Frank Murkowski (R), Alaska's former U.S. Senator and first-term governor, recently lost his Republican primary race to Sarah Palin. Palin is the former mayor of Wasilla, Alaska. This November, Palin will face off against former governor and U.S. senator Tony Knowles (D). Murkowski will be leaving the state with many controversial environmental developments in stalemate. State and national environmental groups filed a lawsuit on 16 August 2006 against the state of Alaska over the "Road to Nowhere" proposed by Gov. Murkowski. The road would be built through a roadless area north of Juneau and end in a wilderness area. The lawsuit contends that road building plans do not account for sensitive wildlife areas such as bald eagle nesting sites. Both Palin and Knowles do not agree with Murkowski's aggressive transportation plans throughout the state, and would most likely halt construction of many planned roads/bridges.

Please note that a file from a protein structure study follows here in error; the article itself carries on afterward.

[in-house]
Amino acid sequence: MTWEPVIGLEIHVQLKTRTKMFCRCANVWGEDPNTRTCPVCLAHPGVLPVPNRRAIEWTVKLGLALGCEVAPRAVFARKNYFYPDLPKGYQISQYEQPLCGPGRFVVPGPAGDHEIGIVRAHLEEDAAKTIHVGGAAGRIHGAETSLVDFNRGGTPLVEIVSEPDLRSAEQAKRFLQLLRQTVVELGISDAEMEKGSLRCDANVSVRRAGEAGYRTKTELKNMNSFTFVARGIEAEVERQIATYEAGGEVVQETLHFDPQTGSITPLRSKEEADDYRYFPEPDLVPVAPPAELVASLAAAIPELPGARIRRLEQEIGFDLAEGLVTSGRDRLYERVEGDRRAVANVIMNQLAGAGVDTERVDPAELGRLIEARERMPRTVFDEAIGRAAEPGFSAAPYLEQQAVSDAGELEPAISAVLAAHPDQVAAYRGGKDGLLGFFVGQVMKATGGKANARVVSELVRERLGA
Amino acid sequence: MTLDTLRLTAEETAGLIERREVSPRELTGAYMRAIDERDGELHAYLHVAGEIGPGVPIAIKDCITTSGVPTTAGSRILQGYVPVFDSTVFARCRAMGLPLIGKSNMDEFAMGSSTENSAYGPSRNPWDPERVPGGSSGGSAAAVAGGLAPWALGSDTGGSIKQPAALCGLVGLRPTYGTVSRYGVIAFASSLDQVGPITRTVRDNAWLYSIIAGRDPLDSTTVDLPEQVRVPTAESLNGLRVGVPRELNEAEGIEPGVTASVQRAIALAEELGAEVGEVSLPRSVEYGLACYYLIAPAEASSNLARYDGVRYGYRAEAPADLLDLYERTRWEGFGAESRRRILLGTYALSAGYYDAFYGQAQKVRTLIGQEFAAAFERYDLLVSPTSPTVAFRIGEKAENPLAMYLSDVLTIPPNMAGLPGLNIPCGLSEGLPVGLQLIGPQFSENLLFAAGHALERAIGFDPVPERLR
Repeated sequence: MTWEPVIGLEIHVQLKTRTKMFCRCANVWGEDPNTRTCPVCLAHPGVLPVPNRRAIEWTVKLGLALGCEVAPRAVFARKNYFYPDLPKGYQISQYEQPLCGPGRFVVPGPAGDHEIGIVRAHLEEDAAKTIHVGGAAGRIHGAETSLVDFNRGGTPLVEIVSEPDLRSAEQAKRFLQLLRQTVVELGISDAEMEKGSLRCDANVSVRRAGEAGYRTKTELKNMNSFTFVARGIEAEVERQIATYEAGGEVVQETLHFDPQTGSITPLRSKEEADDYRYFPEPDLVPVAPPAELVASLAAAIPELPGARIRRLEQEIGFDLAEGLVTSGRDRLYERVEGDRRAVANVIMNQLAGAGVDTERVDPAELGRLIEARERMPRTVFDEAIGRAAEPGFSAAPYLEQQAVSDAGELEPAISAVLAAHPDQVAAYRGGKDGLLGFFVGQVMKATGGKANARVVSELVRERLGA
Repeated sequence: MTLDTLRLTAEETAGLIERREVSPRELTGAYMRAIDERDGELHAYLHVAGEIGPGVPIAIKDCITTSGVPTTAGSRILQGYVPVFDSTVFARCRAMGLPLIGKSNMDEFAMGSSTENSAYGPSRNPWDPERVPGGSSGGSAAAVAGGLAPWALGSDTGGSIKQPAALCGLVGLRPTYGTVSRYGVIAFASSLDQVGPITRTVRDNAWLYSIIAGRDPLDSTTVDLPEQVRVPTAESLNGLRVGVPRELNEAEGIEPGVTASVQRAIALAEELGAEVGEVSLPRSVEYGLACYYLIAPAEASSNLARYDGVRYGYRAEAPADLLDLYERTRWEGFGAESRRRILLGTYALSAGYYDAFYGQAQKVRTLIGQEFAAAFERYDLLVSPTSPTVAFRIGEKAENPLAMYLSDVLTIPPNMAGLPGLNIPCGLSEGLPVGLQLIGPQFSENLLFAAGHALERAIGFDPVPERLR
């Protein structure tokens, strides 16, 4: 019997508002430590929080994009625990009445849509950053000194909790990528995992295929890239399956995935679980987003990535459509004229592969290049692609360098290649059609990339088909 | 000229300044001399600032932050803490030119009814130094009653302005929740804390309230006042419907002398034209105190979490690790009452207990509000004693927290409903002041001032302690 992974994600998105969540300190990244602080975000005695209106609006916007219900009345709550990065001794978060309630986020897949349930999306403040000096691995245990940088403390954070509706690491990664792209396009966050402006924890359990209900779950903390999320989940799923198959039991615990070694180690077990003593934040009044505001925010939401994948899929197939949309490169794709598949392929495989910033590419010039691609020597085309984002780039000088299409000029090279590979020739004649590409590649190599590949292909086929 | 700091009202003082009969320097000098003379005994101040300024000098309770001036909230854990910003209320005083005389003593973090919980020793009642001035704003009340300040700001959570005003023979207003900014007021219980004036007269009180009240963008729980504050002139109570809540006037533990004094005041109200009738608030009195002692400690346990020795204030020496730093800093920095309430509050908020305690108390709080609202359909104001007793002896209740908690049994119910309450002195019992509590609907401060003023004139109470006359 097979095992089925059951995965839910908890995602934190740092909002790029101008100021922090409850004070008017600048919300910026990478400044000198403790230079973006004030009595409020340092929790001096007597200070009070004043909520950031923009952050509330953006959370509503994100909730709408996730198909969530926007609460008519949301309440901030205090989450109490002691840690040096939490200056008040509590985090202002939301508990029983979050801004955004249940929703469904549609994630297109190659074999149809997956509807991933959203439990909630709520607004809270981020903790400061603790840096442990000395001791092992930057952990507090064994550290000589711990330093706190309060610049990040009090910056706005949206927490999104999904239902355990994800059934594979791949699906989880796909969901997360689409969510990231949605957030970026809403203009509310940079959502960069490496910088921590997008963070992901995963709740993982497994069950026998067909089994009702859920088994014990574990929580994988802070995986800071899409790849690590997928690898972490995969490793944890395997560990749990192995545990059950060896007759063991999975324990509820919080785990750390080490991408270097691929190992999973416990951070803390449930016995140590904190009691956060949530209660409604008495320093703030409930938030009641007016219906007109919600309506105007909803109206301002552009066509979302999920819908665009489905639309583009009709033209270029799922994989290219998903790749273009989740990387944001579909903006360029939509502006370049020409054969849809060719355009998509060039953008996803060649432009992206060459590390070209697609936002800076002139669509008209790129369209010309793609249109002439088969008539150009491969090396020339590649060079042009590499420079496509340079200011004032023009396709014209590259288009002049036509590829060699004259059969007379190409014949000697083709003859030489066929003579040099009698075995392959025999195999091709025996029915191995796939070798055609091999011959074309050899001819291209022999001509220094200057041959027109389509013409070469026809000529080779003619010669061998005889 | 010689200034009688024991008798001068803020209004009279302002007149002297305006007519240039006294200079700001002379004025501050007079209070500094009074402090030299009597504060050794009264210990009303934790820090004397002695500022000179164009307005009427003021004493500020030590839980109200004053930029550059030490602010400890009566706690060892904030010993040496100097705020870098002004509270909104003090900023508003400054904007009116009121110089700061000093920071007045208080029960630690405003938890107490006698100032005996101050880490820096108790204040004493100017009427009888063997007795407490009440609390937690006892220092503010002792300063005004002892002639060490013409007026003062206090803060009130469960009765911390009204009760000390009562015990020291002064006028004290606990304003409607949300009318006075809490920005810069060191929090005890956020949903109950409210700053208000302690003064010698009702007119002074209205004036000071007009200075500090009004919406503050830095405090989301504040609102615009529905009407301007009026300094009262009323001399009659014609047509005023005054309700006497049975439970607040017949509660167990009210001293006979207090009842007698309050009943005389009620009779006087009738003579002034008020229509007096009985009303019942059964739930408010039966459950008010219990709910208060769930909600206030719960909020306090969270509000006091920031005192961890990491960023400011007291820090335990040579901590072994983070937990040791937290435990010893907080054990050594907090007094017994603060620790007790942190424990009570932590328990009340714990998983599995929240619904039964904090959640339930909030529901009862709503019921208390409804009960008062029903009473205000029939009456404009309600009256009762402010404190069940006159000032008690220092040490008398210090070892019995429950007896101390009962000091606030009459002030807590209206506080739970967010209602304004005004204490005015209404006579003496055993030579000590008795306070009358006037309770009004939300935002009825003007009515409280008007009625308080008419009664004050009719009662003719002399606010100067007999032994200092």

Gov. Murkowski reinstated the controversial Aerial Wolf and Bear Gunning program to increase predator control throughout the state. On 24 August, Defenders of Wildlife and Alaska Wildlife Alliance filed suit against the State of Alaska for designing the aerial gunning program without "the sound use of science". Both Palin and Knowles are supportive of "the best available science" to addressing future predator-control issues in the state, but have been unclear as to how they would each proceed on the matter.

Murkowski's greatest legacy is a natural gas pipeline contract that would bring additional revenue to the state. The pipeline is still years from being built, but the pending contract gives sole priority to BP (British Petroleum), Exxon-Mobil, and Conoco-Philips. The state welcomes the pipeline contract, but many people feel the contract should be available to all potential bidders, not just the three large oil companies now present in the state. Given the recent oil spills reported by BP, people now question whether the pipeline would be safe if run by one of these companies. Both Palin and Knowles would like to refine the original contract to include a provision for open-bidding, so every interested company has an opportunity to compete for the pipeline contract.

 


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